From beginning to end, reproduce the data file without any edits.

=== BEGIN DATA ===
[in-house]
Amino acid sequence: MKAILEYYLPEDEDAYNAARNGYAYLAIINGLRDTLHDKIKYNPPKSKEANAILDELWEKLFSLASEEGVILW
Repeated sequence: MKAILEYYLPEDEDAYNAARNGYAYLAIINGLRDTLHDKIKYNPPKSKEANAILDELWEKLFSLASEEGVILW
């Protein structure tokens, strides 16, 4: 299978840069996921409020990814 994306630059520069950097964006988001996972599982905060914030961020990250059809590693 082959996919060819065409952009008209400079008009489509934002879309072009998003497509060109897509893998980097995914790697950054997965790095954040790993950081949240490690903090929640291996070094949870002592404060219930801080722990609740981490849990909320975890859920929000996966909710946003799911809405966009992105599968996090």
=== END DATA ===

[in-house]
Amino acid sequence: MKAILEYYLPEDEDAYNAARNGYAYLAIINGLRDTLHDKIKYNPPKSKEANAILDELWEKLFSLASEEGVILW
Repeated sequence: MKAILEYYLPEDEDAYNAARNGYAYLAIINGLRDTLHDKIKYNPPKSKEANAILDELWEKLFSLASEEGVILW
């Protein structure tokens, strides 16, 4: 299978840069996921409020990814 994306630059520069950097964006988001996972599982905060914030961020990250059809590693 082959996919060819065409952009008209400079008009489509934002879309072009998003497509060109897509893998980097995914790697950054997965790095954040790993950081949240490690903090929640291996070094949870002592404060219930801080722990609740981490849990909320975890859920929000996966909710946003799911809405966009992105599968996090």